Wednesday, 23 December 2020

Warwickshire Avon - Maltesers and Malfeasance

19p for a packet of sprouts isn't going to break the bank now is it, but when the sprouts are the size of those spheroid malted milk centre surrounded by milk chocolate, chocolates, yeah ok, maltesers, they won't be going anywhere near my Christmas dinner. What was Tesco thinking, I'd sack those in charge of the quality control. 

Now talking about sacking, Nicola Sturgeon flouted her own diktat , but then like many of her cronies do as I say not as I do. Resignation surely Shirley, well like many paid for by the public purse, they wouldn't know what to do when the gravy train has come to a halt, get in the real world, my dear. 

Anyway criss avoided, you see a few last bits and pieces from The Farm the plan B worked out well and now I've sprouts 4 or 5 times the size. Now Consuming Brussels sprouts in excess may not be suitable for people taking anticoagulants, such as warfarin, since they contain vitamin K, a blood-clotting factor. In one incident, eating too many Brussels sprouts led to hospitalisation for an individual on blood-thinning therapy

So why then out of the Newey family and my Father-in-Law and Nanny Brenda who will be at the Xmas dinner it's only me that likes them ? they are not on warfarin so haven't that excuse. Even Ben turns his nose up at them and his food intake is as varied as mine.

So as I hate food waste a sprout soup was concocted and the peelings added to the wormery, and I must admit it was very nice indeed. I do like my homemade soups this time of the year and this will be added to my growing list. It was easy to make too, like most soups are generally. So soften some garlic and onion in butter, add the peeled maltesers sprouts and some chicken stock and boil for 10 to 12 minutes. Season with salt and pepper, liquidise and jobs a good'un.

Oddly the flatulence remained at normal levels which was a surprise as considering I consumed not far off the whole packet. Talking about normal levels sadly the same couldn't be the same as the Warwickshire Avon. By the end of the day you see it will be properly in flood again, so I had to get out for a Barbel, before I'd struggle to get bankside. 

I would prefer to use meat in these conditions but I cobbled together some pungent shrimp and krill groundbait that was laced with various goodies to go in the feeder, and I'd fish a hot fish boilie wrapped in my homemade paste for added attraction. Now I chose a convenient swim where even when the river is bombing through there is a nice slack that can be fished. 

I haven't fished it that many times thinking about it, but I know from fellow Blogger Sean  it can provide a bite when you're on limited time. The river is very wide here indeed and you could walk a mile and not find another fishable swim. There is cover above and below where I'm sure Barbel are tucked up out of the way.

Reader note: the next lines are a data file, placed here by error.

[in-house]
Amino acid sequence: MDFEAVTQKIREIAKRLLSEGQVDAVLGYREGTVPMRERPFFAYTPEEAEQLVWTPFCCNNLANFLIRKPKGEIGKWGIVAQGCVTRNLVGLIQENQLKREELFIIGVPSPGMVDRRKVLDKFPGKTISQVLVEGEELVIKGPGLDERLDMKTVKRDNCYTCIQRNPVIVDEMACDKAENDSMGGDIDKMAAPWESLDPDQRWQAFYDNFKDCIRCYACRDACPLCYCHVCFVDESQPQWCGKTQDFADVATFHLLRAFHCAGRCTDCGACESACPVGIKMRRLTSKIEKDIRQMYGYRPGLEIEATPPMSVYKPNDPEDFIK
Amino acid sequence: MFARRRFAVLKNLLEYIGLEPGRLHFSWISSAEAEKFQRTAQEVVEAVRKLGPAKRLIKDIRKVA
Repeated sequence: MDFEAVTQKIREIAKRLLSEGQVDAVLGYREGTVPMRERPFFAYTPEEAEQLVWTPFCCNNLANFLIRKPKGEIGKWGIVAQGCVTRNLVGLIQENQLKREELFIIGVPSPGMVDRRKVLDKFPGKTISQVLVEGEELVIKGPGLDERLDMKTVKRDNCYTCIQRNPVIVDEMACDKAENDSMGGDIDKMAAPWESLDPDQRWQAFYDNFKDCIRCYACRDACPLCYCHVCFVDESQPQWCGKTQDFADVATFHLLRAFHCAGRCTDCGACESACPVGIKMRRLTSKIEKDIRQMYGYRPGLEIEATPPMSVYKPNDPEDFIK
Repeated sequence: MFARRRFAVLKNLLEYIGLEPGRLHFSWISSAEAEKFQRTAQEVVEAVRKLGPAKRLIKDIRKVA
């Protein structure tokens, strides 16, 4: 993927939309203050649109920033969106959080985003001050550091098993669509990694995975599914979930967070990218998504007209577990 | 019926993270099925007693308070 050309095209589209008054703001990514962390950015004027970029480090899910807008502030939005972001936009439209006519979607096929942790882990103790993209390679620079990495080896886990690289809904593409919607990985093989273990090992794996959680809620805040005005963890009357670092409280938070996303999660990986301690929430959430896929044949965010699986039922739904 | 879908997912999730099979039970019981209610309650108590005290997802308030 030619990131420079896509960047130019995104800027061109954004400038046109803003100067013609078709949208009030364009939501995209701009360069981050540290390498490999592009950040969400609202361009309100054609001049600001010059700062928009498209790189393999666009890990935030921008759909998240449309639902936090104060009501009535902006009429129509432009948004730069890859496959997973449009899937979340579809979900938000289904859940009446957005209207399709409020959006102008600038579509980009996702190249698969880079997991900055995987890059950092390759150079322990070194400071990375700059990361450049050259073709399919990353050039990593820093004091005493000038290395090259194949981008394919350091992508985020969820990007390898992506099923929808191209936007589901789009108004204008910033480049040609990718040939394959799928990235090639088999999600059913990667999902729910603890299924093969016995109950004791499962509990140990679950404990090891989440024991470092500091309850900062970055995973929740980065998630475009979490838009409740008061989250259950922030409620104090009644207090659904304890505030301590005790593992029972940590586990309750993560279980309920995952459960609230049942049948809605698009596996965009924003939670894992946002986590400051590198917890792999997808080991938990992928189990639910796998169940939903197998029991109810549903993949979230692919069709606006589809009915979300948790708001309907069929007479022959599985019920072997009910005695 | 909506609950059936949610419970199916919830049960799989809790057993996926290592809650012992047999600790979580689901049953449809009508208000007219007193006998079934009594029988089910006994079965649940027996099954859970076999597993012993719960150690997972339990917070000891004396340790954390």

The problem here was quite evident after a few casts and no bites, I don't know it enough, you see within the slack over a small'ish area was soft ground, hard ground and reeds. I wasn't confident that I had the presentation of the bait right and when you're only fishing short sessions like I do, confidence is key.

Eventually after switching the feeder for a lead I felt my way around the swim and finally found a decent amount of clear gravel which was a little further out than I had been fishing at the start of the session. Within minutes after getting the set-up out again I started to get indications there were fish in the swim. 

I've made a mental note to return in the summer when it's low and clear and map the swim out because it can well be a goto swim when the river is over the bank in places. With an hour left without a proper bite I searched out some red maggots from the groundbait bucket, removed the paste from the boilie and threaded 4 or 5 grubs on the size 10 hook. 

Within ten minutes or so the rod top sprang in to life and something had taken the bait. I had thought a Barbel bite might develop but no, it looked like a small roach had hooked itself and was trying to break free. So I lifted the rod and instantly knew what it was, a dreaded bootlace eel.

It was luckily lip hooked and returned before it could a mess of ones landing net. The problem was I caught another one within minutes of the bait going out again. 

The rain had picked up big time after being relatively light when I got there and it was a session I could see wasn't going to improve. Luckily I had a self imposed pack up time and that was only half an hour away.

Sadly the 3ft twitch never arrived.... at least the scavenged chair provided some comfort !!!!


  1. Mick, A couple of good reads in those two posts. I'll be out next week after perch, the composers are overflowing with worms but the big problem is the small jack pike and silver fish or whatever they call them now. This week I have mostly been tidying the Asparagus bed. And collecting worms at the same time. Anyway best wishes to you and yours and stay safe. All the best, John

  2. Rivers will be out of bounds here for good while I'll imagine. Still got options, in-fact out in the morning on the canal. Worms good option this time of year...

  3. Oh and likewise, hope you have a good'un John in these rubbish times


Related Posts Plugin for WordPress, Blogger...